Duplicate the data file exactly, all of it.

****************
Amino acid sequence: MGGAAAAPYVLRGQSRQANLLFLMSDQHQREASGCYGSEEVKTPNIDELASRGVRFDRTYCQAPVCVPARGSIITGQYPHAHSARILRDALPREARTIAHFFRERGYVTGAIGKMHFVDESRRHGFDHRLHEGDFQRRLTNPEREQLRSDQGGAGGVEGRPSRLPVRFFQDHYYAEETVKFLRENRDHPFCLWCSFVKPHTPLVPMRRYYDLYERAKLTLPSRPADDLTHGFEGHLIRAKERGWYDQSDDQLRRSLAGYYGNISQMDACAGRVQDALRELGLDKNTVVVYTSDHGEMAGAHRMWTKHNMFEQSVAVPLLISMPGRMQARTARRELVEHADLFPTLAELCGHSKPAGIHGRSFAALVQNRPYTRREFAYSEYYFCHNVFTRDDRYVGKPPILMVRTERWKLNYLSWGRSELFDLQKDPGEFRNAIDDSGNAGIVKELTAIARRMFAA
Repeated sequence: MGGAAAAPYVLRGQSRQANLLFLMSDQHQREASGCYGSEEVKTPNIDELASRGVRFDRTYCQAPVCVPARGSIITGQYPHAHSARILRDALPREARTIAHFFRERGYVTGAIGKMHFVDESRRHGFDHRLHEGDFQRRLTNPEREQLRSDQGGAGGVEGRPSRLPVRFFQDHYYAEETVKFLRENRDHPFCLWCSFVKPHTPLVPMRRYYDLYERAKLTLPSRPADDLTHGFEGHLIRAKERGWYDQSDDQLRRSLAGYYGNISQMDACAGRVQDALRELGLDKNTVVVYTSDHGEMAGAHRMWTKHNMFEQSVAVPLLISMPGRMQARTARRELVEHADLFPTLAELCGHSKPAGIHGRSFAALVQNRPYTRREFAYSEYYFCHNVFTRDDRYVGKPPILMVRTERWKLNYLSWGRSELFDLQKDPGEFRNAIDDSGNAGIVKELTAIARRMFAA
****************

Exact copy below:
Amino acid sequence: MGGAAAAPYVLRGQSRQANLLFLMSDQHQREASGCYGSEEVKTPNIDELASRGVRFDRTYCQAPVCVPARGSIITGQYPHAHSARILRDALPREARTIAHFFRERGYVTGAIGKMHFVDESRRHGFDHRLHEGDFQRRLTNPEREQLRSDQGGAGGVEGRPSRLPVRFFQDHYYAEETVKFLRENRDHPFCLWCSFVKPHTPLVPMRRYYDLYERAKLTLPSRPADDLTHGFEGHLIRAKERGWYDQSDDQLRRSLAGYYGNISQMDACAGRVQDALRELGLDKNTVVVYTSDHGEMAGAHRMWTKHNMFEQSVAVPLLISMPGRMQARTARRELVEHADLFPTLAELCGHSKPAGIHGRSFAALVQNRPYTRREFAYSEYYFCHNVFTRDDRYVGKPPILMVRTERWKLNYLSWGRSELFDLQKDPGEFRNAIDDSGNAGIVKELTAIARRMFAA
Repeated sequence: MGGAAAAPYVLRGQSRQANLLFLMSDQHQREASGCYGSEEVKTPNIDELASRGVRFDRTYCQAPVCVPARGSIITGQYPHAHSARILRDALPREARTIAHFFRERGYVTGAIGKMHFVDESRRHGFDHRLHEGDFQRRLTNPEREQLRSDQGGAGGVEGRPSRLPVRFFQDHYYAEETVKFLRENRDHPFCLWCSFVKPHTPLVPMRRYYDLYERAKLTLPSRPADDLTHGFEGHLIRAKERGWYDQSDDQLRRSLAGYYGNISQMDACAGRVQDALRELGLDKNTVVVYTSDHGEMAGAHRMWTKHNMFEQSVAVPLLISMPGRMQARTARRELVEHADLFPTLAELCGHSKPAGIHGRSFAALVQNRPYTRREFAYSEYYFCHNVFTRDDRYVGKPPILMVRTERWKLNYLSWGRSELFDLQKDPGEFRNAIDDSGNAGIVKELTAIARRMFAA